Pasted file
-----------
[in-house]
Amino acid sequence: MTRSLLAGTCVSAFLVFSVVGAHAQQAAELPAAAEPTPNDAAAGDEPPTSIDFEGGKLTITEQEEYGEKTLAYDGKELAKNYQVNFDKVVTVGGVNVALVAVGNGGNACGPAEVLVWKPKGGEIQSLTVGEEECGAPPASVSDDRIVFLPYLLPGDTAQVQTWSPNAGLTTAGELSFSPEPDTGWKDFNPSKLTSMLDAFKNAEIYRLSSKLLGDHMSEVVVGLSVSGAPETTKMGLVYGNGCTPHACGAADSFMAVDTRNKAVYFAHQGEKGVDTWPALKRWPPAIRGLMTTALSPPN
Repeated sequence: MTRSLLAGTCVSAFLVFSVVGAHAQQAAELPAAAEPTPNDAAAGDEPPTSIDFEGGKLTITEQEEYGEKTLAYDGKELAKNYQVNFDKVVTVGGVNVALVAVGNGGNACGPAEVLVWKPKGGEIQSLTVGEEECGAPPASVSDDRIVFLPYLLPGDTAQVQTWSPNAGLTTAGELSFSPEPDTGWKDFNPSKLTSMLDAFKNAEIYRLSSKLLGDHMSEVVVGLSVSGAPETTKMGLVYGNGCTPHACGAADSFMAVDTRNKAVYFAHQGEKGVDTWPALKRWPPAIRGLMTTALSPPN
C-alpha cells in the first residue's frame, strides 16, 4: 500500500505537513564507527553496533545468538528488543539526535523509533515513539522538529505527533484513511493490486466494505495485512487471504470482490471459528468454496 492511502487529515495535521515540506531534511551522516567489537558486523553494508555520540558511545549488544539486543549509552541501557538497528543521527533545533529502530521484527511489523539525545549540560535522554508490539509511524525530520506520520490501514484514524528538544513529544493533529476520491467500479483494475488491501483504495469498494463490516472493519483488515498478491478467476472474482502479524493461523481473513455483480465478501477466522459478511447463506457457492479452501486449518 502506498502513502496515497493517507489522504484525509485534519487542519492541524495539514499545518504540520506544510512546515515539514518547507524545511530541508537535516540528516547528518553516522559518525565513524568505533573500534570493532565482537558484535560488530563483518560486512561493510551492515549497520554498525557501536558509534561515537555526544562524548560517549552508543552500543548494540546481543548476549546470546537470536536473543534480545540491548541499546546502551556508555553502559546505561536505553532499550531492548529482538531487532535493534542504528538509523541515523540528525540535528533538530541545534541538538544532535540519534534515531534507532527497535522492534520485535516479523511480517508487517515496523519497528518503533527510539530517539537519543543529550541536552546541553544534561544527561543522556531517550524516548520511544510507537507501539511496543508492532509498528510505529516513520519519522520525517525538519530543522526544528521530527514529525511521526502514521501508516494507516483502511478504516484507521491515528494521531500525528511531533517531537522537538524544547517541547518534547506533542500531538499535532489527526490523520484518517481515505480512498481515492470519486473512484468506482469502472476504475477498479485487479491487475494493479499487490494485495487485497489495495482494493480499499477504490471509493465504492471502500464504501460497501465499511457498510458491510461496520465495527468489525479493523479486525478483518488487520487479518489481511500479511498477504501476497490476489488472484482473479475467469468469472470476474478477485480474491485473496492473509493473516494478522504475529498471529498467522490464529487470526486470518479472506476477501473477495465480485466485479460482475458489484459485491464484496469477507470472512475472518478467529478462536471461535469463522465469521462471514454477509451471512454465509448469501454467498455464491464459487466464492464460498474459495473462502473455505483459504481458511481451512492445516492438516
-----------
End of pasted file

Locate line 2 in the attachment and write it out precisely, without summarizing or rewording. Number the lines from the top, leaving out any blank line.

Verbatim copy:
Amino acid sequence: MTRSLLAGTCVSAFLVFSVVGAHAQQAAELPAAAEPTPNDAAAGDEPPTSIDFEGGKLTITEQEEYGEKTLAYDGKELAKNYQVNFDKVVTVGGVNVALVAVGNGGNACGPAEVLVWKPKGGEIQSLTVGEEECGAPPASVSDDRIVFLPYLLPGDTAQVQTWSPNAGLTTAGELSFSPEPDTGWKDFNPSKLTSMLDAFKNAEIYRLSSKLLGDHMSEVVVGLSVSGAPETTKMGLVYGNGCTPHACGAADSFMAVDTRNKAVYFAHQGEKGVDTWPALKRWPPAIRGLMTTALSPPN